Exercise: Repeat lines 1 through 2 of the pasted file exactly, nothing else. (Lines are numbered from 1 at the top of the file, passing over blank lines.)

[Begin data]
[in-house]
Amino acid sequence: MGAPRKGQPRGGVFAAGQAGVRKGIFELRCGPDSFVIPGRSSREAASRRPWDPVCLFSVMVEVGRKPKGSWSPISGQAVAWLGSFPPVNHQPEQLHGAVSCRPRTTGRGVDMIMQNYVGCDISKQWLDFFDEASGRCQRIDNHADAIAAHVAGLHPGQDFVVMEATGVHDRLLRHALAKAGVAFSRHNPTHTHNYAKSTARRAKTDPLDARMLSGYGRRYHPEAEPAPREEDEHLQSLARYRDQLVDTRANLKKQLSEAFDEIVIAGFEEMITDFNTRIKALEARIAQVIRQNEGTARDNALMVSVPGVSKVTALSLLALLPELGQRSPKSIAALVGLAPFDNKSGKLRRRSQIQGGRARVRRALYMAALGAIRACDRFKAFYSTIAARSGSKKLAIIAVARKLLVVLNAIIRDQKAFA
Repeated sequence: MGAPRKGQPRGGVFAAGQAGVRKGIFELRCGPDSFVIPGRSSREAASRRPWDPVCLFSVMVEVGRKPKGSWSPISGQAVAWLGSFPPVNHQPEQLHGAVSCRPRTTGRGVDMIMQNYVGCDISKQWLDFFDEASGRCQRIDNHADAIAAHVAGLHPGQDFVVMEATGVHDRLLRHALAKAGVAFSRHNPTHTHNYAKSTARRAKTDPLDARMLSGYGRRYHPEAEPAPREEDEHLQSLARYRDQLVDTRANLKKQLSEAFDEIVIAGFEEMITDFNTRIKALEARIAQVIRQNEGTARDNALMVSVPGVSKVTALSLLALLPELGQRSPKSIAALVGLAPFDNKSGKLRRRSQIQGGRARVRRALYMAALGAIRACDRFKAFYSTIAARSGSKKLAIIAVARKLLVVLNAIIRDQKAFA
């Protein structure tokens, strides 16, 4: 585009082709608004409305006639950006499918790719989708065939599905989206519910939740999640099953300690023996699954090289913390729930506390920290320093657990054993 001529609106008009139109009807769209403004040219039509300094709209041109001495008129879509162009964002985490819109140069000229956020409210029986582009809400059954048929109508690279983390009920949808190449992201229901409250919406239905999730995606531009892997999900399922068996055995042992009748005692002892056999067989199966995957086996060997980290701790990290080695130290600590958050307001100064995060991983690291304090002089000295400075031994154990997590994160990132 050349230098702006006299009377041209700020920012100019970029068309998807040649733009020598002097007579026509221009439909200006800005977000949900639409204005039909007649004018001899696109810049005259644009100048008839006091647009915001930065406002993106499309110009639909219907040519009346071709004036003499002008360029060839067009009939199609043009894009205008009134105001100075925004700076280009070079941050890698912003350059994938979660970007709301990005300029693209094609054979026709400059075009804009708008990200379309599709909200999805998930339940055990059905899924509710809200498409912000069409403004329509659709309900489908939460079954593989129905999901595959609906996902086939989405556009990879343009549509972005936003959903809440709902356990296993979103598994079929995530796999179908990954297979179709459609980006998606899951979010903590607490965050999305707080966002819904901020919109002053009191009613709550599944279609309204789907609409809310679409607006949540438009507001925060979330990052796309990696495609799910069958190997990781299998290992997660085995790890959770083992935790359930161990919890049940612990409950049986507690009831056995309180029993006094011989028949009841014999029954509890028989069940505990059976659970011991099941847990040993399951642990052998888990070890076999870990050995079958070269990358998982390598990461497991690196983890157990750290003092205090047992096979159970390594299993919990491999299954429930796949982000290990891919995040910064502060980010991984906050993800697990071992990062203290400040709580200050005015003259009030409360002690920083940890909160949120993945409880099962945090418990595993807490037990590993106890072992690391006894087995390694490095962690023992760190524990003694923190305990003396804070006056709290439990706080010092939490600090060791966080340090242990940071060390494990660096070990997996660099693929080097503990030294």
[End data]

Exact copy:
[in-house]
Amino acid sequence: MGAPRKGQPRGGVFAAGQAGVRKGIFELRCGPDSFVIPGRSSREAASRRPWDPVCLFSVMVEVGRKPKGSWSPISGQAVAWLGSFPPVNHQPEQLHGAVSCRPRTTGRGVDMIMQNYVGCDISKQWLDFFDEASGRCQRIDNHADAIAAHVAGLHPGQDFVVMEATGVHDRLLRHALAKAGVAFSRHNPTHTHNYAKSTARRAKTDPLDARMLSGYGRRYHPEAEPAPREEDEHLQSLARYRDQLVDTRANLKKQLSEAFDEIVIAGFEEMITDFNTRIKALEARIAQVIRQNEGTARDNALMVSVPGVSKVTALSLLALLPELGQRSPKSIAALVGLAPFDNKSGKLRRRSQIQGGRARVRRALYMAALGAIRACDRFKAFYSTIAARSGSKKLAIIAVARKLLVVLNAIIRDQKAFA